Bernard Ginns: the use and abuse of business buzzwords

In 1979, Chrissie Maher became so incensed with the gobbledygook, jargon and misleading information found in official communications that she marched to Parliament Square and shredded hundreds of public documents.

Thirty-five years later, her Plain English Campaign is still going strong, which is sadly unsurprising to those of us whose work with the English language brings us into frequent contact with some appalling abuses of the mother tongue.

I fear the situation has been worsened by the so-called digital revolution, which has given anyone with a smartphone - seven out of 10 of us in Britain - the power to publish their words on multiple public platforms.

Business leaders, educated and worldly people who should know better, are often the worst offenders, particularly in the use of jargon.

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    The website Mashable has provided a list of the 12 most overused business buzzwords. The commentary is mine.

    1. “Hit the ground running.” This one has been around for at least 10 years and refuses to die, despite being utterly nonsensical. Try picturing it.

    2. “Visionary.” Leonardo da Vinci was a visionary. Karl Marx was a visionary. Steve Jobs was a visionary. Kanye West is not.

    3. “Think outside the box.” Again, a phrase that won’t go away. The calling card of a mediocre mind.

    4. “Innovate.” This verb is so overused that it has become essentially meaningless. Companies must try harder when describing products and services.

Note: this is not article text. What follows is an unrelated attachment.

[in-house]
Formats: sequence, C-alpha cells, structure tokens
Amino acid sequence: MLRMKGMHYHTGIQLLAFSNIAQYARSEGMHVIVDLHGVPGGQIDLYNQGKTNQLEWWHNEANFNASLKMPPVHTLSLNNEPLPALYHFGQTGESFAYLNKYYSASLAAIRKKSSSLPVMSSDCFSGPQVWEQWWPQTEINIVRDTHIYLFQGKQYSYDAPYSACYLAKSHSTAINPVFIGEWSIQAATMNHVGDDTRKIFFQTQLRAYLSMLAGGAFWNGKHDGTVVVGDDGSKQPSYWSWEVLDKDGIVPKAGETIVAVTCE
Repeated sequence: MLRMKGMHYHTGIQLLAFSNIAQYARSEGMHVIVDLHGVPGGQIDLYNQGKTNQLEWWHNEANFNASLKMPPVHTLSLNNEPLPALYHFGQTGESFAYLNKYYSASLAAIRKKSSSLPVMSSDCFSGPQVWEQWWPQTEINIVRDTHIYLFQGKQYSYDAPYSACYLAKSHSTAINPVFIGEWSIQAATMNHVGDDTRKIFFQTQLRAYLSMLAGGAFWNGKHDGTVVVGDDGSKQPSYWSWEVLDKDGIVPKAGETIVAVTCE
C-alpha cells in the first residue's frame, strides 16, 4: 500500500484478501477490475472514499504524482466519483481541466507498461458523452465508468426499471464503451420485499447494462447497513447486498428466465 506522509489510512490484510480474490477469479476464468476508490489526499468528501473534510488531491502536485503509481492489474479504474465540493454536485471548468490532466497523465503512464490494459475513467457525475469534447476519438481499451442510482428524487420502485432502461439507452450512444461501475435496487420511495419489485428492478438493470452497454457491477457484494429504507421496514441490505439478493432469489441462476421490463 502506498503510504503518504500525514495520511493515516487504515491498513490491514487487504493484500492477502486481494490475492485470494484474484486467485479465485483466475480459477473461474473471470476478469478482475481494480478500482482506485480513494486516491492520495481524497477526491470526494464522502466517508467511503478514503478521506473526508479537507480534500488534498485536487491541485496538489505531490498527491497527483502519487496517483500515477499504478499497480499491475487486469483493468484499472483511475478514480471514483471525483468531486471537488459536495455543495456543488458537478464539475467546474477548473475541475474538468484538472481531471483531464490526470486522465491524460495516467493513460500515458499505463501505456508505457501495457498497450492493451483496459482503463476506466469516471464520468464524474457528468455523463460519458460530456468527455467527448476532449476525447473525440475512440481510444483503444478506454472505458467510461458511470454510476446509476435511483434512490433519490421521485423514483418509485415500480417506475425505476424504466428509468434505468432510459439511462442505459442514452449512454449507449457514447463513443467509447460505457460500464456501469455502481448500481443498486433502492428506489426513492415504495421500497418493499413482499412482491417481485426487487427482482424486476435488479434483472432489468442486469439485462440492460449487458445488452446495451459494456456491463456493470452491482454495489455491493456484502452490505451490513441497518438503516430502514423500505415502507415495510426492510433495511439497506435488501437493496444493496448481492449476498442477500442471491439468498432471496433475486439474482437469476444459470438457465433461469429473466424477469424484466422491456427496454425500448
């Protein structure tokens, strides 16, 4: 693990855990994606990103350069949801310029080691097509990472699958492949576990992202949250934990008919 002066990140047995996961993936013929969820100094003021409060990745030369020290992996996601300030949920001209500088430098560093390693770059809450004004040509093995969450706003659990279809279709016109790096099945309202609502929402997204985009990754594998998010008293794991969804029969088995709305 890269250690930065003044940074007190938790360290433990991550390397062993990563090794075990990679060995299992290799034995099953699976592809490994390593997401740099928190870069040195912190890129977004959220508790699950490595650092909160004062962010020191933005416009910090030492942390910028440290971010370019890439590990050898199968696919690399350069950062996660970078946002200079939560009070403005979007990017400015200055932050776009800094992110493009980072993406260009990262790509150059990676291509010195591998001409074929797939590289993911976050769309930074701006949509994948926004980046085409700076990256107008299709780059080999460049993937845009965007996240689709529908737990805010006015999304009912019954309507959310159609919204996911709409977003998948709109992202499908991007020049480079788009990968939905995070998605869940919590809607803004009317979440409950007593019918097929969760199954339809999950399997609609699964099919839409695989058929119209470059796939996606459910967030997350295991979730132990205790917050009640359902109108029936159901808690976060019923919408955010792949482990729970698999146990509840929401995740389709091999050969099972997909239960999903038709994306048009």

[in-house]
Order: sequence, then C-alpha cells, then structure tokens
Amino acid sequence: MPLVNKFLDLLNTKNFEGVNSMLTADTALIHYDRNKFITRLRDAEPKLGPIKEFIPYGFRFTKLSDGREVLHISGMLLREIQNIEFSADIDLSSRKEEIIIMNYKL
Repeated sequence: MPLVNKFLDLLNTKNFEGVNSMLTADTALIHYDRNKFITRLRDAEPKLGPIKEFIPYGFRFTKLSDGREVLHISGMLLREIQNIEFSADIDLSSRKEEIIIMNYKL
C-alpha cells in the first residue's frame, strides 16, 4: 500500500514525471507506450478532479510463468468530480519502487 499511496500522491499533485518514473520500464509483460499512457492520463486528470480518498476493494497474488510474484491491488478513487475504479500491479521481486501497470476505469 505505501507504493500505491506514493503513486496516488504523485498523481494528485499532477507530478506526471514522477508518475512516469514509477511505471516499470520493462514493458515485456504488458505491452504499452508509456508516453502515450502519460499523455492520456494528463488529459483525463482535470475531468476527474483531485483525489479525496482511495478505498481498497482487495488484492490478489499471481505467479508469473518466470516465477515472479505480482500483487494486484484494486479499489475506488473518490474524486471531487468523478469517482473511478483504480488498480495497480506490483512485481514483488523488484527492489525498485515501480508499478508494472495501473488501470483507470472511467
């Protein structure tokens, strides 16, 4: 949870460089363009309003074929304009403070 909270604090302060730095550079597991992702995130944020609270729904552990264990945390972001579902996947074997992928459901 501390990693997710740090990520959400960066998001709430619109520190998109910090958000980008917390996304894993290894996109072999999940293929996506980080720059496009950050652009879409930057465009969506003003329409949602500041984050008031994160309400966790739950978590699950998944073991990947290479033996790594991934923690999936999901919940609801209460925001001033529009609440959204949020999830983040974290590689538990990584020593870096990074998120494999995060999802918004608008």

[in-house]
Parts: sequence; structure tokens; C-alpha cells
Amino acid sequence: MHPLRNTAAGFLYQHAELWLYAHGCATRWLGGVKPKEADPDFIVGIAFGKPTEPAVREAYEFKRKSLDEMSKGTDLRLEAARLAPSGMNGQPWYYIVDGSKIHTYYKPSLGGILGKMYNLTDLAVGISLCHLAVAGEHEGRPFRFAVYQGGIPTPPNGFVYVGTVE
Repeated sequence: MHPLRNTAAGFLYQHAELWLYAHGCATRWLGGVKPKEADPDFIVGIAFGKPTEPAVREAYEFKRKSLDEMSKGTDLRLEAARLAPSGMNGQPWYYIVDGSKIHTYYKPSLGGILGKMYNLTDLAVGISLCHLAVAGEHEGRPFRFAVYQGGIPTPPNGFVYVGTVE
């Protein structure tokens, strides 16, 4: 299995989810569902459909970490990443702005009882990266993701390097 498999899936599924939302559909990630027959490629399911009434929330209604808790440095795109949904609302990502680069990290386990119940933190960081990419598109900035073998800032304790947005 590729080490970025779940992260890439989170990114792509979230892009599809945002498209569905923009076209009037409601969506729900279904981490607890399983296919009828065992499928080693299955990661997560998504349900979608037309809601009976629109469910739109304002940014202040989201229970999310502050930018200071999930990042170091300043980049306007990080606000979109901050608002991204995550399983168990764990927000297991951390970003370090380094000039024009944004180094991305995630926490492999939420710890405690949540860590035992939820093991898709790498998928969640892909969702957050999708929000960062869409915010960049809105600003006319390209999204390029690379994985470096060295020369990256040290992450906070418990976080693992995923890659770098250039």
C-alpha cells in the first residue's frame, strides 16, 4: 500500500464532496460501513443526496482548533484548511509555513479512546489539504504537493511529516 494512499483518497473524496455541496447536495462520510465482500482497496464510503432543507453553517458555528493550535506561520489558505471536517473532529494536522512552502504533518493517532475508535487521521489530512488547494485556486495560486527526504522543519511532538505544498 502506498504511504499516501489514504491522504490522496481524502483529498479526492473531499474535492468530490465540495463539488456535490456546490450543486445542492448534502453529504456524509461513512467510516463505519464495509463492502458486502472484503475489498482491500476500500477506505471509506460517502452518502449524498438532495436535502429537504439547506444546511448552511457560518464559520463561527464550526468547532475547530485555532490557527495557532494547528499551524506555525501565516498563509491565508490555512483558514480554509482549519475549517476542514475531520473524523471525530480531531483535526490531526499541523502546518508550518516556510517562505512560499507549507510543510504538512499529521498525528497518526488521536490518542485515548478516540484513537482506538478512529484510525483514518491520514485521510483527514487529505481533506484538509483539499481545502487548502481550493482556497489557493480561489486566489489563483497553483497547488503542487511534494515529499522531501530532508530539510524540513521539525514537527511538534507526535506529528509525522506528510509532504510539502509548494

5. “Influencers.” To be filed alongside “thought leaders”. Basically, this descrpition applies to anyone who loves the sound of his own voice and has an ego the size of Yorkshire, but does not necessarily have anything original to say.

    6. “Pivot.” A new entry, but worth its place. Business people love to imply skill, grace and strategic acumen when their companies change direction. Not to be confused with divot, a lump of turf.

    7. “Paradigm shift.” I actually used this the other day and thought I was being clever. My colleagues rolled their eyes and sighed.

    8. “Engagement.” Definitely one for these times. Used to mean getting married. Now means having a relationship with your customer in a stalky-kind of way.

    9. “Value add.” This is very popular in Yorkshire, particularly among accountants and business advisors when trying to justify their hefty fees.

    10. “Pre-revenue.” Widespread in Silicon Valley, which has replaced Hollywood as the number one destination for deluded dreamers, but establishing a presence in the digital scene in God’s Own County.

    11. “Growth hacking.” Again, an import from the States, the home of techbabble. It translates to ‘business development’, although I notice some people like to avoid the term ‘hacking’ with its nefarious connotations.

    12. “Game changer.” A favourite of those who work in economic development and local enterprise partnerships. The internet was a game changer. An enterprise zone is not.

    There’s a dozen for starters. I feel exhausted just reading it back. My social media friends suggested some more: “reach out”, “across the piece”, “gaining traction”, “transformational”, “powerhouse”, “disruptive”, “crossing the rubicon”, “in the round”, “ducks in a row” and “net net”.

    Business readers, please let these buzzwords and phrases be replaced by thoughtful words and expressions.

    There is a serious point to be made here. People in positions of power in organisations that have influence over our lives like to use and abuse language.

    They do so to mislead opinion and persuade us that they are doing a better job than they are.

    According to George Orwell, the cumalative effect is “fewer and fewer words... and the range of consciousness always a little smaller”.